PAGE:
aEligibility as of 15/07/2017, eligibility of all trials subject to final confirmation. Abbreviations used: IVF/ICSI in vitro fertilization/intracytoplasmic sperm injection, N number randomized, SPTB spontaneous preterm birth, IMI intramuscular injection, SA spontaneous abortion, FFT fetal fibronectin test

bAnalyzed, not randomized (number randomized unclear)

Declarations

Acknowledgements

We particularly thank Jamie Mueller (Birthing Confidence), Carol Sakala (National Partnership for Women and Families, Childbirth Connection), and Martha Richardson (Harvard Vanguard Medical Associates) for valuable feedback on a draft version of this protocol.

Funding

The IPD-MA is funded by the patient Centered Outcomes Research Institute (PCORI). PCORI are coordinating administrative aspects of the project such as secretariat teleconferences and group meetings but are not involved in data analysis.

Authors’ contributions

All authors read and approved the final manuscript.

Ethics approval and consent to participate

This IPD-MA utilizes existing data provided by contributing trials and addresses the same clinical question to which trial participants consented originally. Data supplied will contain no identifying names or numbers and will be held securely under controlled access. The Chair of the University of York Health Sciences Research Governance Committee has therefore confirmed that ethics review is not required.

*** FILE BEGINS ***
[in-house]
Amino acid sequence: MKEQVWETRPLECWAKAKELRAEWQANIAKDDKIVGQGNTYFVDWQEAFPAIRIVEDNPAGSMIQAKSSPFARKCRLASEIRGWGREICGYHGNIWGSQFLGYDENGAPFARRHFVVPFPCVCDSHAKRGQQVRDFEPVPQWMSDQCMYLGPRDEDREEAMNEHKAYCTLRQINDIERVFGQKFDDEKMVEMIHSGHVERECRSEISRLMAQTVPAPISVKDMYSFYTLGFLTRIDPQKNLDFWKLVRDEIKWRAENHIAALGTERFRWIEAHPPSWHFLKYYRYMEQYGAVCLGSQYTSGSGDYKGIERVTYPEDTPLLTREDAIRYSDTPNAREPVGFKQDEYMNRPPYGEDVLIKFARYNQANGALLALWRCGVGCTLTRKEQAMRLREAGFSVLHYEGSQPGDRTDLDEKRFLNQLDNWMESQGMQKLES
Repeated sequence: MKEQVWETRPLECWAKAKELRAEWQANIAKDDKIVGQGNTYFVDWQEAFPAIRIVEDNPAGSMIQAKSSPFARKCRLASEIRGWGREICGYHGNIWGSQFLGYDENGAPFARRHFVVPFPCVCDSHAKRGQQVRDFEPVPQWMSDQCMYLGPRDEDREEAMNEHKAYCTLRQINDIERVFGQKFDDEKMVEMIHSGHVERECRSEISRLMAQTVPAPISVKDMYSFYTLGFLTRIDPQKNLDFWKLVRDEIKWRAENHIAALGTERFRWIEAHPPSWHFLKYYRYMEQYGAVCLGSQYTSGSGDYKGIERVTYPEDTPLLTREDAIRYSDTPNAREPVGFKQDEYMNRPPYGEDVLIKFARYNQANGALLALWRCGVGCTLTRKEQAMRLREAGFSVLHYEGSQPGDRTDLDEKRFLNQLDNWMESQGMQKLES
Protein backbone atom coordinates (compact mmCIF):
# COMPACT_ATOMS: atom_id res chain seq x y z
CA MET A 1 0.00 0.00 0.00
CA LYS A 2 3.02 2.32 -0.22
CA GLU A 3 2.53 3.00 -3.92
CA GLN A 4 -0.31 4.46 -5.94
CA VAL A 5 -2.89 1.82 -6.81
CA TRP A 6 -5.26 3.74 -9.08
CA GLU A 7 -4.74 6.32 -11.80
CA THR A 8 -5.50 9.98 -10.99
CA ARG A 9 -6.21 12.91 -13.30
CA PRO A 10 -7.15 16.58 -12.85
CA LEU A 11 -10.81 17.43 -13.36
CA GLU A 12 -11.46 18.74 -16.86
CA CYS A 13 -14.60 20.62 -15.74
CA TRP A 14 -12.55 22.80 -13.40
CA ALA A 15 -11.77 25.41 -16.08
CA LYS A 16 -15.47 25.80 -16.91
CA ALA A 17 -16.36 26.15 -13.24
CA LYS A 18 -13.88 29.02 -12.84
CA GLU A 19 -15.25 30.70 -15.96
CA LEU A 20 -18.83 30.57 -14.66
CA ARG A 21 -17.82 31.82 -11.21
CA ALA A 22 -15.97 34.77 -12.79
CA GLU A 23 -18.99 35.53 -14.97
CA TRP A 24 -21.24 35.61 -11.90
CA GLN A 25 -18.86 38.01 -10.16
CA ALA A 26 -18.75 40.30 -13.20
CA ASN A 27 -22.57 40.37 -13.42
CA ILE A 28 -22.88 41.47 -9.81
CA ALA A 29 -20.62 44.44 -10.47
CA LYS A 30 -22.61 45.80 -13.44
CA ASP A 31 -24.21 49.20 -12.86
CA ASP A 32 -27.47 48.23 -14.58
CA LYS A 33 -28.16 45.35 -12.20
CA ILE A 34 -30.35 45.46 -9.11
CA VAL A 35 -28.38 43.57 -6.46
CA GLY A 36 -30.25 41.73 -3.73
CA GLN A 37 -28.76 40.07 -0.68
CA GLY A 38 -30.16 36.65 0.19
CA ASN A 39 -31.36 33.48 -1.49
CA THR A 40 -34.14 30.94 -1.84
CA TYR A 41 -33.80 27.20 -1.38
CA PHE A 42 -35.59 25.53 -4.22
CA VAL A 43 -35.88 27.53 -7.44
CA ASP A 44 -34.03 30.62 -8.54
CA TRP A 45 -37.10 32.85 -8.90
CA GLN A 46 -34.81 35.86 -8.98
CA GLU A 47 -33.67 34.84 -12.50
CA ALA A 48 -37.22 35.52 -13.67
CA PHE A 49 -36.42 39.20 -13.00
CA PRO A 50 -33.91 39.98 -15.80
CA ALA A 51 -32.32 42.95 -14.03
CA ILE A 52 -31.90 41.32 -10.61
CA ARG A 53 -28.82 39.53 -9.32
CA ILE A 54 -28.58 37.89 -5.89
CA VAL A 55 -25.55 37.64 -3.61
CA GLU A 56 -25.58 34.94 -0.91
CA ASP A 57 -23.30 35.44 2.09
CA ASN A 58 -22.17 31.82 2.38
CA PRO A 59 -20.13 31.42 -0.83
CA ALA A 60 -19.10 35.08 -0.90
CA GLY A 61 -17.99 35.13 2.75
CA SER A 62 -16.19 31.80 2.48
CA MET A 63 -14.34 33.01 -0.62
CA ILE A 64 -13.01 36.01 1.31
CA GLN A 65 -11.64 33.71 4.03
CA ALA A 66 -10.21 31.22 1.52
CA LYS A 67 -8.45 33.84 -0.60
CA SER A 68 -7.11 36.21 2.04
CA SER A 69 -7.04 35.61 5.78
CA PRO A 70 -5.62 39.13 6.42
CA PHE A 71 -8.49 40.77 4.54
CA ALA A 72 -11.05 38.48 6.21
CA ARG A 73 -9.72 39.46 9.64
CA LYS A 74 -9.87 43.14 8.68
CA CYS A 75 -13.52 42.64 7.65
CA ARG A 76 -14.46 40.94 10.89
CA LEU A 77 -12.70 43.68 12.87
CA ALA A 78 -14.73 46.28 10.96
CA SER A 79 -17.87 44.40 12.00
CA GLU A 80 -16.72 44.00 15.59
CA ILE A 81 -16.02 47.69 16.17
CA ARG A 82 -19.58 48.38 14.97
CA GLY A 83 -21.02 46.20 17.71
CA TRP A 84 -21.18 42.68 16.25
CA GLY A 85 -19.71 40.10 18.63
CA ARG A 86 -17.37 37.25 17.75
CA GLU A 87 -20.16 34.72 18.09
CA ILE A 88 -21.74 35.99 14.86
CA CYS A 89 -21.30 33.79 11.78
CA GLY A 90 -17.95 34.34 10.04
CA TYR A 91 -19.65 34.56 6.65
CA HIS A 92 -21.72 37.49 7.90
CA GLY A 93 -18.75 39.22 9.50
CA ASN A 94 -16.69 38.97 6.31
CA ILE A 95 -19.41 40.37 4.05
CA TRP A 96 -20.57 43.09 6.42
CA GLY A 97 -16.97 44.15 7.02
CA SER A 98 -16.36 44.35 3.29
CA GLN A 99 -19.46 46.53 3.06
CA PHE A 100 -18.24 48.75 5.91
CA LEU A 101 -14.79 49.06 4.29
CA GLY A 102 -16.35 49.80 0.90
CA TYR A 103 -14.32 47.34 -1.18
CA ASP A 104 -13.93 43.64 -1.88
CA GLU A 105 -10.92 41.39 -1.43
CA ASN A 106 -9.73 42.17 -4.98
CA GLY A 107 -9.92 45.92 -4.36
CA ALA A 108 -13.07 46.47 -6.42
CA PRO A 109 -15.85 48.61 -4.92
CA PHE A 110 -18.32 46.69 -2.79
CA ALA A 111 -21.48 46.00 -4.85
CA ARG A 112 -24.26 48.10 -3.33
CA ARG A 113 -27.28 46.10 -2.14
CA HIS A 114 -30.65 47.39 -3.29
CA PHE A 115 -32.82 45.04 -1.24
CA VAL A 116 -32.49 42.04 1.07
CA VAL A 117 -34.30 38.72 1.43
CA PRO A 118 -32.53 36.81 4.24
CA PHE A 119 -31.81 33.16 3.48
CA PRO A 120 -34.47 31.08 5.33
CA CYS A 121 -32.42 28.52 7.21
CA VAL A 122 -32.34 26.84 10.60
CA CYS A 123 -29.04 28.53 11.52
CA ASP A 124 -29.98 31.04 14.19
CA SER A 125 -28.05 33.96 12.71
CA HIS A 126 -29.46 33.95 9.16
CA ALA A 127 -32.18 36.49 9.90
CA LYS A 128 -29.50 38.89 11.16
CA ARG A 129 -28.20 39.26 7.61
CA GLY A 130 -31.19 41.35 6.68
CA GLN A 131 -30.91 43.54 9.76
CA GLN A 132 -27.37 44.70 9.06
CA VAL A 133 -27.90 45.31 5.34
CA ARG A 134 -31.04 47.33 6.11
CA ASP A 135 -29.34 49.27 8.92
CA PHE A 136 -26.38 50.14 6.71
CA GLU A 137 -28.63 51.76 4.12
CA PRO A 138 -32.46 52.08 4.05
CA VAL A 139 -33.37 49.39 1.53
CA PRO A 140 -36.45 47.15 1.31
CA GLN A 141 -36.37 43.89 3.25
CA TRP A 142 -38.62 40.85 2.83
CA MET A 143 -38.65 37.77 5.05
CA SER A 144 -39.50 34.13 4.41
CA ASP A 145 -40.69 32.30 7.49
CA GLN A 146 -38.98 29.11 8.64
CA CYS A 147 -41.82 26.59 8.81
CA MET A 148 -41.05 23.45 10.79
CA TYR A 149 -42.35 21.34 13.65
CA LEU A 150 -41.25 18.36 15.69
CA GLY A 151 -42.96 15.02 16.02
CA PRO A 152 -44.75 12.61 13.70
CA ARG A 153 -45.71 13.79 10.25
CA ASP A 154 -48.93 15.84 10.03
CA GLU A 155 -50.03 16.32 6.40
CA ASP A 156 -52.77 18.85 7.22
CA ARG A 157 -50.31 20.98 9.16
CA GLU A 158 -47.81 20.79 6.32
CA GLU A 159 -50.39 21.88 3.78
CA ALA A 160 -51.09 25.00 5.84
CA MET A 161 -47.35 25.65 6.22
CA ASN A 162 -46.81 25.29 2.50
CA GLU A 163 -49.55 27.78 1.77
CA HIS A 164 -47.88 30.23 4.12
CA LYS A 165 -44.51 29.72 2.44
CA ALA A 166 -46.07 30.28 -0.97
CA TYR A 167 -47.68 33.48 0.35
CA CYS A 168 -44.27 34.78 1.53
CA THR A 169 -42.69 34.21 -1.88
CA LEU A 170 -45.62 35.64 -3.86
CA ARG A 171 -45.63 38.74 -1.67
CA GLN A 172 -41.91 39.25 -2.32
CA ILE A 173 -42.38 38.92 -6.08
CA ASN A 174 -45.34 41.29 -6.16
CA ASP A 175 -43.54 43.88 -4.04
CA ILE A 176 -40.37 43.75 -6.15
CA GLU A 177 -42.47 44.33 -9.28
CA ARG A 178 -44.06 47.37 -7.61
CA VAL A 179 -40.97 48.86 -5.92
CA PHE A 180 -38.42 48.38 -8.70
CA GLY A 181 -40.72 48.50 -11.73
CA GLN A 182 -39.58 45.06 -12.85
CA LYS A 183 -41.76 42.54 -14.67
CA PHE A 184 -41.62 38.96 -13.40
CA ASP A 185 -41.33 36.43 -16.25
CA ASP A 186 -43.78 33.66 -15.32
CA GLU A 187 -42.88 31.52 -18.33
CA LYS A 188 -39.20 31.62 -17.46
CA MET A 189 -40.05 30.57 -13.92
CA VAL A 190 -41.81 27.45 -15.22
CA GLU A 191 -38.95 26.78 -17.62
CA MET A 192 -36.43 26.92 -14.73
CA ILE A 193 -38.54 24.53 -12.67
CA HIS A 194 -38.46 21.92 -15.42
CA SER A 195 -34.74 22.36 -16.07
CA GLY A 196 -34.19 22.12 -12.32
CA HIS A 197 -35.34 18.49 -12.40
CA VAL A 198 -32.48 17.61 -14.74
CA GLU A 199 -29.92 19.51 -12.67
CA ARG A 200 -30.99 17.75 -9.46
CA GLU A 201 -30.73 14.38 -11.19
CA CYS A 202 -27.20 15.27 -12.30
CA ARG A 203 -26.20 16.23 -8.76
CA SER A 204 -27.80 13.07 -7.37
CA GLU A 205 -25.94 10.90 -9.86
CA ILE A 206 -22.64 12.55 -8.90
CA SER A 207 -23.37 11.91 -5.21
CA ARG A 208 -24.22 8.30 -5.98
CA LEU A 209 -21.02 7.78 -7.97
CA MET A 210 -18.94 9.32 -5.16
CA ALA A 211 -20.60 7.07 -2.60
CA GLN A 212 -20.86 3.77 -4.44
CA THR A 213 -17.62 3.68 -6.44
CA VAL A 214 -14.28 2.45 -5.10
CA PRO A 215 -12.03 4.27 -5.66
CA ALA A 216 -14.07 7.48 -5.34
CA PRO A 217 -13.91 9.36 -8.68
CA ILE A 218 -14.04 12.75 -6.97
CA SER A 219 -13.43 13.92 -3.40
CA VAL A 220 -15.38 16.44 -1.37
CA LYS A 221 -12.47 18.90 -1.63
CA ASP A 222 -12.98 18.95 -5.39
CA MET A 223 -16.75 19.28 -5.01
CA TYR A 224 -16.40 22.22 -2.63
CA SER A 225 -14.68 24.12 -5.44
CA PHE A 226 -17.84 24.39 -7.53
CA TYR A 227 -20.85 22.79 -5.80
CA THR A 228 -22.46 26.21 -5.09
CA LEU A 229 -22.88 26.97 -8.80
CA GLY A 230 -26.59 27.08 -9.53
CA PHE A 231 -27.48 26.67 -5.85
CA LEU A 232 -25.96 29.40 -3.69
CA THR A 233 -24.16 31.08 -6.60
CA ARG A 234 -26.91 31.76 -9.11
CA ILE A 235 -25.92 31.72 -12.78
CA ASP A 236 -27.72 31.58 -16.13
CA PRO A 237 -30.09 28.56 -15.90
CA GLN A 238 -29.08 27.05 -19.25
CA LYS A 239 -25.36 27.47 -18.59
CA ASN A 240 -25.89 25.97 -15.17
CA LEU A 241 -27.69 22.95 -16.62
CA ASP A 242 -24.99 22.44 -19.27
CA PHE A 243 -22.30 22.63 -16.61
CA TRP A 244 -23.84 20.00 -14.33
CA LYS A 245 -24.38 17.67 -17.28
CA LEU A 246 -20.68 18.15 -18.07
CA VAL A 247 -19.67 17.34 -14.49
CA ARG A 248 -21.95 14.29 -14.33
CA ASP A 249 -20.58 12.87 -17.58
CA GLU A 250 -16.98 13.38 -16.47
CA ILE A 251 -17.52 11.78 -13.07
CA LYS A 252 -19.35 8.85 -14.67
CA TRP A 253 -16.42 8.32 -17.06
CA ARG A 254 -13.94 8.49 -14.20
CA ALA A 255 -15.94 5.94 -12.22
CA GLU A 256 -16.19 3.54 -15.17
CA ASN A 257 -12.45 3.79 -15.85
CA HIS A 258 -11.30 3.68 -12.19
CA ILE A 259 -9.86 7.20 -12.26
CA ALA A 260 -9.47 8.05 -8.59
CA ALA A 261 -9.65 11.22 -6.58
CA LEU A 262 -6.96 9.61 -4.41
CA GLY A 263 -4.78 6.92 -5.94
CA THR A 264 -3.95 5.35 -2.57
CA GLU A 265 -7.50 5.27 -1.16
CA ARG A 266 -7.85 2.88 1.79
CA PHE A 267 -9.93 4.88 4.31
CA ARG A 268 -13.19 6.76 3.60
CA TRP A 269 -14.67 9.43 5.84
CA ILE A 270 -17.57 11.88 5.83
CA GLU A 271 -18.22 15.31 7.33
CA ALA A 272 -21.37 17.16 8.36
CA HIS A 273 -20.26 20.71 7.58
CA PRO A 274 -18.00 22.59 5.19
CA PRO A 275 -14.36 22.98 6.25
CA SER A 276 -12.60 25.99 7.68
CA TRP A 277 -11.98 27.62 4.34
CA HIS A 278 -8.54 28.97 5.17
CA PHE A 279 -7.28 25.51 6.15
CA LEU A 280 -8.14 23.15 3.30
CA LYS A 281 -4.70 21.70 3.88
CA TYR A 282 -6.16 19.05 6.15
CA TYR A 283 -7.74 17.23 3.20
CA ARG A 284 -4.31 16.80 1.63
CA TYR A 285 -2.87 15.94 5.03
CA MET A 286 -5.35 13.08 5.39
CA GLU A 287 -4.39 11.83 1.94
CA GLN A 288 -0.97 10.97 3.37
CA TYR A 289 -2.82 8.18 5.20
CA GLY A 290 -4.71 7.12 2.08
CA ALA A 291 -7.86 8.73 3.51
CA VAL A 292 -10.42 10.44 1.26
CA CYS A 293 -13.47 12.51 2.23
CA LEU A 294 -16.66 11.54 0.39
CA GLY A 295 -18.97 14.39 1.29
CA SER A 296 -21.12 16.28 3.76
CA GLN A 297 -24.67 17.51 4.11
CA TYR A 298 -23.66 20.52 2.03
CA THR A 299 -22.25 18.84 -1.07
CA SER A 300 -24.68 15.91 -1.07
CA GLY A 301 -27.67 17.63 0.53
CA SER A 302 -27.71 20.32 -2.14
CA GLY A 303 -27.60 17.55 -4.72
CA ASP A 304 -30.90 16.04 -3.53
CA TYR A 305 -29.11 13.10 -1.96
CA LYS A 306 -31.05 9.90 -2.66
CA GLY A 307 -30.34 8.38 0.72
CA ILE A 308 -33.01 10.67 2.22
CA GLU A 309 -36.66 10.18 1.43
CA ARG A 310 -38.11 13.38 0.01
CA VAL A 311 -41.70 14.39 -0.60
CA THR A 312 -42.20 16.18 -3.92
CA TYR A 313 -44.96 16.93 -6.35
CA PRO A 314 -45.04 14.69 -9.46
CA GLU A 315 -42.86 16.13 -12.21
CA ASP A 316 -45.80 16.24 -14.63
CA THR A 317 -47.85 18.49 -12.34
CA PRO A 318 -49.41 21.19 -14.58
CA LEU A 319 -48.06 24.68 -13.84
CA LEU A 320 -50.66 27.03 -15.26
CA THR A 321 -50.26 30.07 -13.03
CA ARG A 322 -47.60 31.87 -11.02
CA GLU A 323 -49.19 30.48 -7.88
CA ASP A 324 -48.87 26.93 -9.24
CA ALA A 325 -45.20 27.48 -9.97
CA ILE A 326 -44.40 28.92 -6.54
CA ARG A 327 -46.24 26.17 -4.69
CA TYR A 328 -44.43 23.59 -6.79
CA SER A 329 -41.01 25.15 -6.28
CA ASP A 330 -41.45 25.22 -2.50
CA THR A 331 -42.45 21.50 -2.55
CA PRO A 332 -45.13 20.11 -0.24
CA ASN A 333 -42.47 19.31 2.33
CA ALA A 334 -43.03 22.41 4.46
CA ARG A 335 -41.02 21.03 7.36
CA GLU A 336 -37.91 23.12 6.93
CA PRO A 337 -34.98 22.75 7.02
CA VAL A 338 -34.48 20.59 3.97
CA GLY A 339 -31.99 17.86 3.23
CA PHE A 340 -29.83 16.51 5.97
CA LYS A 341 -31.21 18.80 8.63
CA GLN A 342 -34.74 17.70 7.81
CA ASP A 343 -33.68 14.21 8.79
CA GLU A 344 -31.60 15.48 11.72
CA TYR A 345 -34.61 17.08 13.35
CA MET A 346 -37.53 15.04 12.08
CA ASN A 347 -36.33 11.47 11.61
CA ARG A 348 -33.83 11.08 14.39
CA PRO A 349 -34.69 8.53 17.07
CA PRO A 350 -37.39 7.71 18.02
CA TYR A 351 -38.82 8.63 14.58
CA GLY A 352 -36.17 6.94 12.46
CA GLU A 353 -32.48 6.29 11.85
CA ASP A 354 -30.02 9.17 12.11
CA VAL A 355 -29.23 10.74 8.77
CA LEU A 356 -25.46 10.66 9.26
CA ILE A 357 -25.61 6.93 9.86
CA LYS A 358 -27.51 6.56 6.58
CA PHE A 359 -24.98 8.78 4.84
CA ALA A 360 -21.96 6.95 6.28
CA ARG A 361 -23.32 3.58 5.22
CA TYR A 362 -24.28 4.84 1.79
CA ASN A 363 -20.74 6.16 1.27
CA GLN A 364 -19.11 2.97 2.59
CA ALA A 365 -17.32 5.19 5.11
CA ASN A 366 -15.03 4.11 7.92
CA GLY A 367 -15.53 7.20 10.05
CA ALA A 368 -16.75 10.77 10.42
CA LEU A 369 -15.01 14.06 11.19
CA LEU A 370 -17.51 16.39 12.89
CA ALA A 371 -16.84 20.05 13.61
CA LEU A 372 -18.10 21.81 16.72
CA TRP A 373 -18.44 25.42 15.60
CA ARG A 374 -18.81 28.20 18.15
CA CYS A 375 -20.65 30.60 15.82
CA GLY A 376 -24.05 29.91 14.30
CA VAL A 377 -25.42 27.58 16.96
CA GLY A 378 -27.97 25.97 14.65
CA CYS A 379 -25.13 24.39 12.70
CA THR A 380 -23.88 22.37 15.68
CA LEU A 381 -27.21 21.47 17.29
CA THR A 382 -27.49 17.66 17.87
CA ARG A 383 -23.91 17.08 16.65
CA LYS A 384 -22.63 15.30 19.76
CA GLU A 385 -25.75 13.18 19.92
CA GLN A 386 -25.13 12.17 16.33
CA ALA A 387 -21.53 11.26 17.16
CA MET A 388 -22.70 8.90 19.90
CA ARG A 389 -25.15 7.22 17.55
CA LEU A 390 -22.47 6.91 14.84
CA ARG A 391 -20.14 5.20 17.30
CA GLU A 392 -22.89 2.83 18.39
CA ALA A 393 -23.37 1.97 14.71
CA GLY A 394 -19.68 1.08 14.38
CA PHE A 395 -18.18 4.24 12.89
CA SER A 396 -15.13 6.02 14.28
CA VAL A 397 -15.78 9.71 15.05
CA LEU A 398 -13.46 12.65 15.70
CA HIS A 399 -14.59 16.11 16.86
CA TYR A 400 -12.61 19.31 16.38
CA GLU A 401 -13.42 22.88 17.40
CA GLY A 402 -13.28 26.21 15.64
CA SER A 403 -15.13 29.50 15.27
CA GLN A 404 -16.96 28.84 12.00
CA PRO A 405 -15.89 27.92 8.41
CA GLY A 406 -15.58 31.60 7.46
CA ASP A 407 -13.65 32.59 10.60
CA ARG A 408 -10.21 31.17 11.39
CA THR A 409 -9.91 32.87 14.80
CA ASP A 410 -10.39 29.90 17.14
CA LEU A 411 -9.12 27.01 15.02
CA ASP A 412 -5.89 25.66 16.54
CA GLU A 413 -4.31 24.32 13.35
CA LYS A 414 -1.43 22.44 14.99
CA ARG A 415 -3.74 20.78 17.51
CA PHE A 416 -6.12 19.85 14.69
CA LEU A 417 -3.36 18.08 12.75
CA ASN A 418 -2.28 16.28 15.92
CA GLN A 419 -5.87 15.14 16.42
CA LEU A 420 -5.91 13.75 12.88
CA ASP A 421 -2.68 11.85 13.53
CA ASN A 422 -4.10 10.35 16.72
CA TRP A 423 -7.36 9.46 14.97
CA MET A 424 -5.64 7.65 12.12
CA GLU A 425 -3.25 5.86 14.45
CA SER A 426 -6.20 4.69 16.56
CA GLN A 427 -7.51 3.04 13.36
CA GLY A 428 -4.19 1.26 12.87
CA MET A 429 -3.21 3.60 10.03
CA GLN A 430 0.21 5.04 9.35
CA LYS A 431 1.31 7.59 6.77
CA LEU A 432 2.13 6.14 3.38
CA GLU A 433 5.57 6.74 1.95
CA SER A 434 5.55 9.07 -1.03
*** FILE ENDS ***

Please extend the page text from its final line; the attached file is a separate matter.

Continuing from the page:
Competing interests

The authors declare that they have no competing interests.

Publisher’s Note

Springer Nature remains neutral with regard to jurisdictional claims in published maps and institutional affiliations.

Open AccessThis article is distributed under the terms of the Creative Commons Attribution 4.0 International License (http://creativecommons.org/licenses/by/4.0/), which permits unrestricted use, distribution, and reproduction in any medium, provided you give appropriate credit to the original author(s) and the source, provide a link to the Creative Commons license, and indicate if changes were made. The Creative Commons Public Domain Dedication waiver (http://creativecommons.org/publicdomain/zero/1.0/) applies to the data made available in this article, unless otherwise stated.

Authors’ Affiliations

(1)
Centre for Reviews and Dissemination, University of York
(2)
Nottingham Clinical Trials Unit Queen’s Medical Centre, University of Nottingham

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Copyright

© The Author(s). 2017